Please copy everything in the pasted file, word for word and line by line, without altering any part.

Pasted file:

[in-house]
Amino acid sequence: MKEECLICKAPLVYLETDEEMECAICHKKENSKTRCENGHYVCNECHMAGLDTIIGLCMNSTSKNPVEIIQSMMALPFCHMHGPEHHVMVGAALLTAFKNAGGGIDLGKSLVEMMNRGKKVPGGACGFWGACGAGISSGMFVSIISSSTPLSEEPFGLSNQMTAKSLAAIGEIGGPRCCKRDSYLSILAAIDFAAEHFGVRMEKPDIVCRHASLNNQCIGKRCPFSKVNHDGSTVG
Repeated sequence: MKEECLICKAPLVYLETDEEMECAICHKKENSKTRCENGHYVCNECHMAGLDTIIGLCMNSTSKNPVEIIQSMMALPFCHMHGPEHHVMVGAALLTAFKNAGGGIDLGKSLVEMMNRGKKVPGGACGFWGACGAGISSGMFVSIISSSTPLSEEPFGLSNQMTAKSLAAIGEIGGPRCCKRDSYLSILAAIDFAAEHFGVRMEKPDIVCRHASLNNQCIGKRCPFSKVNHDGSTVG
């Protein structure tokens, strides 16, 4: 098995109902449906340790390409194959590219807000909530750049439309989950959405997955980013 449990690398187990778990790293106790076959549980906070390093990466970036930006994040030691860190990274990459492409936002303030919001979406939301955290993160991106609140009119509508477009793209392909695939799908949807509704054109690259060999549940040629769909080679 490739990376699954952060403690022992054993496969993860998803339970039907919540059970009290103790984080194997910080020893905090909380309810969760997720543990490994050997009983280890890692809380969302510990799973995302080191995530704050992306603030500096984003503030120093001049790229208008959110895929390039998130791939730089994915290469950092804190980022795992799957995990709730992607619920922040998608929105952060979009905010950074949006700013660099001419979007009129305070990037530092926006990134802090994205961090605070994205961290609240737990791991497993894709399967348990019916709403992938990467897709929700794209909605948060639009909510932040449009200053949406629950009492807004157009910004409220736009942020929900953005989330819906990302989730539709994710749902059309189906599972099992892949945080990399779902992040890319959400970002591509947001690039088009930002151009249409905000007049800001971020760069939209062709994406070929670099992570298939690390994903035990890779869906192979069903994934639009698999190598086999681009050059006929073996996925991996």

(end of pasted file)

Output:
[in-house]
Amino acid sequence: MKEECLICKAPLVYLETDEEMECAICHKKENSKTRCENGHYVCNECHMAGLDTIIGLCMNSTSKNPVEIIQSMMALPFCHMHGPEHHVMVGAALLTAFKNAGGGIDLGKSLVEMMNRGKKVPGGACGFWGACGAGISSGMFVSIISSSTPLSEEPFGLSNQMTAKSLAAIGEIGGPRCCKRDSYLSILAAIDFAAEHFGVRMEKPDIVCRHASLNNQCIGKRCPFSKVNHDGSTVG
Repeated sequence: MKEECLICKAPLVYLETDEEMECAICHKKENSKTRCENGHYVCNECHMAGLDTIIGLCMNSTSKNPVEIIQSMMALPFCHMHGPEHHVMVGAALLTAFKNAGGGIDLGKSLVEMMNRGKKVPGGACGFWGACGAGISSGMFVSIISSSTPLSEEPFGLSNQMTAKSLAAIGEIGGPRCCKRDSYLSILAAIDFAAEHFGVRMEKPDIVCRHASLNNQCIGKRCPFSKVNHDGSTVG
């Protein structure tokens, strides 16, 4: 098995109902449906340790390409194959590219807000909530750049439309989950959405997955980013 449990690398187990778990790293106790076959549980906070390093990466970036930006994040030691860190990274990459492409936002303030919001979406939301955290993160991106609140009119509508477009793209392909695939799908949807509704054109690259060999549940040629769909080679 490739990376699954952060403690022992054993496969993860998803339970039907919540059970009290103790984080194997910080020893905090909380309810969760997720543990490994050997009983280890890692809380969302510990799973995302080191995530704050992306603030500096984003503030120093001049790229208008959110895929390039998130791939730089994915290469950092804190980022795992799957995990709730992607619920922040998608929105952060979009905010950074949006700013660099001419979007009129305070990037530092926006990134802090994205961090605070994205961290609240737990791991497993894709399967348990019916709403992938990467897709929700794209909605948060639009909510932040449009200053949406629950009492807004157009910004409220736009942020929900953005989330819906990302989730539709994710749902059309189906599972099992892949945080990399779902992040890319959400970002591509947001690039088009930002151009249409905000007049800001971020760069939209062709994406070929670099992570298939690390994903035990890779869906192979069903994934639009698999190598086999681009050059006929073996996925991996």